November 2, 2012 6:49 pm

County affair

A heavy influence on Oxfordshire’s housing market, one of the most expensive in the UK, is not beauty but education
Radley College, Abingdon©Alamy

Radley College, Abingdon

Oxfordshire is considered one of England’s most beautiful counties, with well-preserved villages and architectural gems. Yet a heavy influence on the area’s housing market, one of the most expensive in the UK, is not beauty but education.

There are 23 independent schools and 34 state schools in Oxfordshire, most with strong reputations, plus two universities. Arguably its best-known school is Radley College – one of the UK’s few remaining all-boy all-boarding independent schools, sitting in its own 800-acre estate – yet it is located in one of the lowest-priced residential parts of the county, near the market town of Abingdon.

Typical family houses near the college sell for just £300,000. This may be twice the national average but is much less than similar homes in Oxford itself – a four-bedroom semi-detached with a small garden in fashionable Jericho, near central Oxford, costs £800,000, for example. A five-bedroom house with a larger garden in North Oxford, close to many prestigious schools and the M40 motorway to London, will cost from £1m to £2m.

For those wanting more privacy and space, a village or market town is a likely option. Agents say top-end buyers, often moving out of London to find a good school, typically seek the classic Oxfordshire home – an old rectory or manor house with 10 or more acres of land, outbuildings, a pool and tennis court. Prices for these range from £1.5m to £10m depending on size, location and quality.

Great Tew, a popular village north of Oxford.©Alamy

Great Tew, a popular village north of Oxford.

Buyers looking for such properties to the north of Oxford gravitate towards Charlbury, Chipping Norton and Woodstock, and the pretty stone villages of Great Tew and Little Tew. South and east of Oxford, sought-after locations include Great and Little Milton and Great and Little Haseley.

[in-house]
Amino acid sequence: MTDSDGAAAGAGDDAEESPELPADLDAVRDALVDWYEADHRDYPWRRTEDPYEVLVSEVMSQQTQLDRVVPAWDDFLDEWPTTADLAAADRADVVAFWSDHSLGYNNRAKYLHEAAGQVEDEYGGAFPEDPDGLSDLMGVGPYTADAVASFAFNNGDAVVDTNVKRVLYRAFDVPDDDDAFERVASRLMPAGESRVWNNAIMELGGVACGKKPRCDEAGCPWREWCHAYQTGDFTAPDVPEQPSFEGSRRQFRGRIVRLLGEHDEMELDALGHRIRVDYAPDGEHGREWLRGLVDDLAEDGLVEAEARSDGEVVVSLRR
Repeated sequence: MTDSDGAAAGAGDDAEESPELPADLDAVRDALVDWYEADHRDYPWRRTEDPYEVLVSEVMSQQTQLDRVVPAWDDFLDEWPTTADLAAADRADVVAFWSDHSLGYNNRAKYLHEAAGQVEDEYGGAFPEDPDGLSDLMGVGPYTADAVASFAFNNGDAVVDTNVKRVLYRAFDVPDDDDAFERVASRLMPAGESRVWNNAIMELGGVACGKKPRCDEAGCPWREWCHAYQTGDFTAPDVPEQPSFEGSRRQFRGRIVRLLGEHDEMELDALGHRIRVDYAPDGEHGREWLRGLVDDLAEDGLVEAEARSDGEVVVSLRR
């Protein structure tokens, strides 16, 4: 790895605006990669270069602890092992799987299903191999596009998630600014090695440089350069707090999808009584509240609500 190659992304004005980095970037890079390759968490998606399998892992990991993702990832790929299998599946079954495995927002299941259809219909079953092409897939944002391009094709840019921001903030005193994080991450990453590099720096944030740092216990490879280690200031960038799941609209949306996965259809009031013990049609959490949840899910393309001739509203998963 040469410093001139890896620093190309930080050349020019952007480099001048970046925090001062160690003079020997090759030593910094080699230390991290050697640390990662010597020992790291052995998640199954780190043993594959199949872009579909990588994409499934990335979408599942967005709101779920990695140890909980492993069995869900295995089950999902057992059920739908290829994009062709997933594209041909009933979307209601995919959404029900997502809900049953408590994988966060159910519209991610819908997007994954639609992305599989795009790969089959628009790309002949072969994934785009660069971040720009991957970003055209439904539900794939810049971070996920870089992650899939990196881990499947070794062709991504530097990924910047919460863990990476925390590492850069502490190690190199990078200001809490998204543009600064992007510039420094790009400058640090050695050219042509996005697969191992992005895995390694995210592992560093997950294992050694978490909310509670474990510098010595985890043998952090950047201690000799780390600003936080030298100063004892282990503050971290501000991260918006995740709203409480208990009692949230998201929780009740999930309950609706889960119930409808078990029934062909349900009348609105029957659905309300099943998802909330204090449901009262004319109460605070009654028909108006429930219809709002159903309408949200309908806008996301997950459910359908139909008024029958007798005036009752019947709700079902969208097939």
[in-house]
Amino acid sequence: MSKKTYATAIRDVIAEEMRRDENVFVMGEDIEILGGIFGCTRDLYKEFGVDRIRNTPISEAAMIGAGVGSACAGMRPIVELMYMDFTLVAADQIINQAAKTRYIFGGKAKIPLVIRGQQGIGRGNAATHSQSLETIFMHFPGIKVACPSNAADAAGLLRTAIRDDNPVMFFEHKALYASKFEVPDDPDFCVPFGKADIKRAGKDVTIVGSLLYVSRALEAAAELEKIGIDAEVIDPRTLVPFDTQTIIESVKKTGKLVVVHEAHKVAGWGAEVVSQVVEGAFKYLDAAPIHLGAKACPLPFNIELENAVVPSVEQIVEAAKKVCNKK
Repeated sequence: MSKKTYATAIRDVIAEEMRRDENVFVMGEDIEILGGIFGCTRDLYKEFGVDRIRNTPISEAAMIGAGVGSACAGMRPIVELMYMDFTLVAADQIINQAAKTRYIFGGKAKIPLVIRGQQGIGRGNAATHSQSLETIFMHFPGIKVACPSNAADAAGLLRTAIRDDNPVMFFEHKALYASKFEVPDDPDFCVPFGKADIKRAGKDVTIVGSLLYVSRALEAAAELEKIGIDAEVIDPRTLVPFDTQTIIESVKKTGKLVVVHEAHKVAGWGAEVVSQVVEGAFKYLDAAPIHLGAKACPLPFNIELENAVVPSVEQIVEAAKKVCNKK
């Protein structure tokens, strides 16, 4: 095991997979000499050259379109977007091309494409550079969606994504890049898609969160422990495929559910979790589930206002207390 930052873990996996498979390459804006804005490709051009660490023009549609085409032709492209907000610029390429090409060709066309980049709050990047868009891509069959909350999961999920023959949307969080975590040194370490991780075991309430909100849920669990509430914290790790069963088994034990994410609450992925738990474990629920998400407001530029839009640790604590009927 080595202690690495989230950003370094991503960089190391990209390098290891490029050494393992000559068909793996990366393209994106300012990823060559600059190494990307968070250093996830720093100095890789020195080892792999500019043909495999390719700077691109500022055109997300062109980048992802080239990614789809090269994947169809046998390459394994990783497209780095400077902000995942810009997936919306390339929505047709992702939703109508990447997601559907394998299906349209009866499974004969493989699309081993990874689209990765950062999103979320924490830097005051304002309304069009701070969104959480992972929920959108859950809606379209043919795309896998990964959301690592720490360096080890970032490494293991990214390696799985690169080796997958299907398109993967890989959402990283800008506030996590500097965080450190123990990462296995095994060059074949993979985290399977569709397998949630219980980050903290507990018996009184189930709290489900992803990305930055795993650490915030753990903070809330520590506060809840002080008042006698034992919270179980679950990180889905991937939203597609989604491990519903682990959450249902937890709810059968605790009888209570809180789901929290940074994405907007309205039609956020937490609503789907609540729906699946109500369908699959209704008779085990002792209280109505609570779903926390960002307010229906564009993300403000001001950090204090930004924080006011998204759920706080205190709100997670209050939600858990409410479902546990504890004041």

Edward Sugden of buying agency Property Vision says there is “a Radley effect” on the local market, thanks to families moving to the area before their sons reach the college’s entrance age of 13. “Many people look to settle close to feeder schools for Radley such as The Dragon, Summer Fields [both in north Oxford], Cothill [near Abingdon] or Moulsford Preparatory School [in the south of the county].”

Although Radley College has no day-pupils, therefore no catchment area, it still affects values. “There’s a trend for parents to seek the convenience of children at boarding school within a 30-minute drive rather than a day’s march away,” says Alex Barton of Strutt & Parker. His agency is selling Coldharbour Farm at Stadhampton, about 10 miles from Radley. This six-bedroom farmhouse, which requires updating, sits on almost 19 acres and is on the market for £1.85m.

At Boar’s Hill, only four miles from Radley, there are several large houses on sale. The locality has a rural feel but is only a few minutes’ drive from Oxford. Hamptons International is selling a six-bedroom 1920s detached house with three acres of grounds for £2.2m. Nearby, a modern Tudor-style five-bedroom property with a pool and 1.7 acres is on sale through Knight Frank at £3.85m.

The housing market is also busy because of Oxford’s status as a world-class academic centre – its university has more than 21,000 students and about 10,500 staff. The European School – located close to Radley and Abingdon – attracts Belgian, Danish, German and Swedish students and employees.

Yet schooling is not the only draw. Oxford’s historic centre attracts several million tourists each year, according to the local council. Meanwhile, parts of Oxfordshire have become fashionable and expensive second-home destinations, with many built along the River Thames.

Oxford is also relatively convenient for commuting to and from London. It takes 90 minutes to drive the 60 miles to central London but takes only 50 minutes by the fastest train. However, this convenience has not left the area immune to the downturn of recent years.

“There have been three sales in excess of £10m in Oxfordshire this year, but the £5m to £10m bracket has seen minimal activity. The best of the best sells at peak 2007 levels, while run of the mill property has decreased as much as 20 per cent,” says Sugden. The Land Registry, which monitors most sales, says average prices for homes below £1m have dipped just over one per cent in the year to July.

For many, however, the value of living in the area is not measured just in figures, but by quality of life, attractiveness and particularly education. On those criteria, Oxfordshire appears as strong as ever.

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Buying guide

Pros

● Sophisticated city with quintessential English villages nearby

● Large selection of well-preserved period properties

● Well-respected state and private schools

Cons

● Expensive housing markets in most areas

● Villages popular with commuters are quiet on weekdays

● Heavy traffic, especially in Oxford

What you can buy for ...

£100,000 A one-bedroom retirement apartment in Abingdon

£1m A five-bedroom detached house on the outskirts of Abingdon

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